A FOOTNOTE ON JOHN C. CALHOUN
CALHOUN DIED IN 1850 as Melville was rising to his greatest heights. As a brilliant youngster in the arena of Washington politics, Calhoun, like Clay, was a nationalist, ardent in the defense of American honor against British insults. After the War of 1812, his wide-ranging imagination visioned a union of far-separated sovereign states through a system of military roads constructed by the central government. Long before his death, however, he became to both North and South the principal leader of a section. As an old man he seemed to his enemies to personify sectional intransigence. He forged in the busy smithy of his mind the intellectual weapons with which the champions of the Cotton Kingdom sought to defeat the democratic principle of majority rule. Before Robert E. Lee rose to fame, Calhoun was the greatest of the sectionalists, the most brilliant among the champions of a cause which was ultimately lost. In Washington a few weeks after Appomattox, Walt Whitman overheard a conversation of two Union soldiers discussing a monument to Calhoun in the South. One man remarked that the true monuments to the South Carolinian were to be found scattered over the Confederacy in wasted farms, in broken railroads, in destroyed shops, and in the gaunt chimneys which marked the places where families once had made their homes. This soldier expressed a harsh judgment. But his generation in the victorious North was in a mood to agree with him.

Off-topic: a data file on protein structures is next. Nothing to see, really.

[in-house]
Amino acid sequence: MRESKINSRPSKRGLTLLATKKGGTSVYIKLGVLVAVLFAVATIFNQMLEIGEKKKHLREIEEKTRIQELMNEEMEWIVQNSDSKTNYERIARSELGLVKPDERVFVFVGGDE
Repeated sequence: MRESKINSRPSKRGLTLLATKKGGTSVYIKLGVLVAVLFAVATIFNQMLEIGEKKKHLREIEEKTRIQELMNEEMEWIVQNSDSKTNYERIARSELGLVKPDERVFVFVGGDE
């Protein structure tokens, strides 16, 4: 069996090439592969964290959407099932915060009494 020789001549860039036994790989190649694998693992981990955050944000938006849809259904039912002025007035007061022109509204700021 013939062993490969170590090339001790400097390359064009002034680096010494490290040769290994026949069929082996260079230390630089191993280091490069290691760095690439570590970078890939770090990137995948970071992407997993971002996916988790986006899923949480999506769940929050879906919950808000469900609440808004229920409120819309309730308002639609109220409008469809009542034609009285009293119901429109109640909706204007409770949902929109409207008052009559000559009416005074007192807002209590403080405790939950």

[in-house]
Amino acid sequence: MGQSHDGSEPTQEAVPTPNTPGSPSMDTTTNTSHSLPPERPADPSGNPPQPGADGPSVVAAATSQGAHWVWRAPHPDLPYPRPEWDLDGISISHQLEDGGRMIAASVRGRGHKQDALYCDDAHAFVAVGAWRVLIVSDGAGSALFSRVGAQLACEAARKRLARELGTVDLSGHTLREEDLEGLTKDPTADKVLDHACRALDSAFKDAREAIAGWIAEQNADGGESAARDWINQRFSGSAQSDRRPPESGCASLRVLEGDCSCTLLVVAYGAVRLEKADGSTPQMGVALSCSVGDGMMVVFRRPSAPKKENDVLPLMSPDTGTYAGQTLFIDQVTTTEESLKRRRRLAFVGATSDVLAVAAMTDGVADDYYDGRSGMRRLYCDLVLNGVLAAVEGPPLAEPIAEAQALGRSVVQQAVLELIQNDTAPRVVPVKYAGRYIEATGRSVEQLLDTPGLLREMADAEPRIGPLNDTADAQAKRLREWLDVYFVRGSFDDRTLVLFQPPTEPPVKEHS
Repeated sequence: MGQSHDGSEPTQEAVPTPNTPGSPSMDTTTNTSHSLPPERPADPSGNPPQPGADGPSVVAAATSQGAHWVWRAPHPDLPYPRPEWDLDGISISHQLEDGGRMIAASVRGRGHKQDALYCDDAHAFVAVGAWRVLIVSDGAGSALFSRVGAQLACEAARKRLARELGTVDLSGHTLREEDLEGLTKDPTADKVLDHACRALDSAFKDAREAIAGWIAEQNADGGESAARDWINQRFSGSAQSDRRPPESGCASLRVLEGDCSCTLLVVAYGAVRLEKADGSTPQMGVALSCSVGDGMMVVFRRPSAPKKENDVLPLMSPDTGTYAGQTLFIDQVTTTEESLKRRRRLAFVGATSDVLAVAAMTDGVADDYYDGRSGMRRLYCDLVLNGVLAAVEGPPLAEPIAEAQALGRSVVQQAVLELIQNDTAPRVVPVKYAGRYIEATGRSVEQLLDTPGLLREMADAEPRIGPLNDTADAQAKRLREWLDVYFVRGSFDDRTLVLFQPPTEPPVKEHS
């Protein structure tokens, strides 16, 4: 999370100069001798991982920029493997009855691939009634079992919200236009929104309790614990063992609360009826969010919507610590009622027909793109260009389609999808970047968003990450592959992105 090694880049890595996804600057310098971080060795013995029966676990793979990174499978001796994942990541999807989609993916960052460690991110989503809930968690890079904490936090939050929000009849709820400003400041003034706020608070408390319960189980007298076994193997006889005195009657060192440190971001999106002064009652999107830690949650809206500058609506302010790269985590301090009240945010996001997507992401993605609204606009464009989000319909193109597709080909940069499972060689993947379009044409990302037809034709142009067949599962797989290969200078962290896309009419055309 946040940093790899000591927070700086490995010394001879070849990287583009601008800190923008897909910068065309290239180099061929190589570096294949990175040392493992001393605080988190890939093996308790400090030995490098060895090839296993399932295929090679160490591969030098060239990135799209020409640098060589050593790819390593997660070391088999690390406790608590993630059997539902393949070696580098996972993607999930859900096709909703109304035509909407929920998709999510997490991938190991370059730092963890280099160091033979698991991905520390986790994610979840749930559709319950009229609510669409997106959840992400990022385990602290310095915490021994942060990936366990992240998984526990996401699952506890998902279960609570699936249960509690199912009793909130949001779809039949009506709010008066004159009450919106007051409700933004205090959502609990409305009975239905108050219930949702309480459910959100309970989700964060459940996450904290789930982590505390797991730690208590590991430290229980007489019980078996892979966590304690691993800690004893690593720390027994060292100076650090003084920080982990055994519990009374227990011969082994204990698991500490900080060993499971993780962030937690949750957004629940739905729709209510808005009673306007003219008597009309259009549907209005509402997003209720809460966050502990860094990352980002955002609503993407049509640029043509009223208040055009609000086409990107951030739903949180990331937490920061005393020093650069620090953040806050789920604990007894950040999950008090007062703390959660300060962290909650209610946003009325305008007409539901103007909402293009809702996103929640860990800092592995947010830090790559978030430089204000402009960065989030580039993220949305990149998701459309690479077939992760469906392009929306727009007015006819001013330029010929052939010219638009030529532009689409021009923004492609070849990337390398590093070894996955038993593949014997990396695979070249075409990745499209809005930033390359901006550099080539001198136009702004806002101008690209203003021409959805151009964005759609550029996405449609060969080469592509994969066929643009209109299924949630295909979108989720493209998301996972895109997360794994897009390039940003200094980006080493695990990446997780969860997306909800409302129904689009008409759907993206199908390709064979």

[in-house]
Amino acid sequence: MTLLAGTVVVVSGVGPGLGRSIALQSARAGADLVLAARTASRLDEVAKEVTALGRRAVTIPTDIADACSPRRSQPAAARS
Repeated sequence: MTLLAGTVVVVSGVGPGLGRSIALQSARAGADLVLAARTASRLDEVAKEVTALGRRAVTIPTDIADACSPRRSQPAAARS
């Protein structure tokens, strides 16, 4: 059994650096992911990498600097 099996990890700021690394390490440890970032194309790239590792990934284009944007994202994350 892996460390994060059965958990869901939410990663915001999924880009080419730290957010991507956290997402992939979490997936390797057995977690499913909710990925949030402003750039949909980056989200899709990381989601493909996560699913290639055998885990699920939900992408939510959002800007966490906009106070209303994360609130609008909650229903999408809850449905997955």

Since 1865 Calhoun's thought almost always has been studied by Americans only against the background of sectional conflict. Among the conventions in the teaching of American history in the schools is one which assigns Calhoun and his theory of nullifica-